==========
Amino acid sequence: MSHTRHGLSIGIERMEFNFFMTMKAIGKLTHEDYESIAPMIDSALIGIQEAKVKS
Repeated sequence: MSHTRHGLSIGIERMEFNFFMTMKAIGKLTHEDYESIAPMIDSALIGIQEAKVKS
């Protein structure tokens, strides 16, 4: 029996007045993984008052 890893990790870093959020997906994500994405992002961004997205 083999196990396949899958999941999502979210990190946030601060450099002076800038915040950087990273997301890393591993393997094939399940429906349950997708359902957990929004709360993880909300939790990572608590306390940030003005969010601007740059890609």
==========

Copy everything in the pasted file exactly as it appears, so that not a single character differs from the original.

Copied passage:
Amino acid sequence: MSHTRHGLSIGIERMEFNFFMTMKAIGKLTHEDYESIAPMIDSALIGIQEAKVKS
Repeated sequence: MSHTRHGLSIGIERMEFNFFMTMKAIGKLTHEDYESIAPMIDSALIGIQEAKVKS
């Protein structure tokens, strides 16, 4: 029996007045993984008052 890893990790870093959020997906994500994405992002961004997205 083999196990396949899958999941999502979210990190946030601060450099002076800038915040950087990273997301890393591993393997094939399940429906349950997708359902957990929004709360993880909300939790990572608590306390940030003005969010601007740059890609």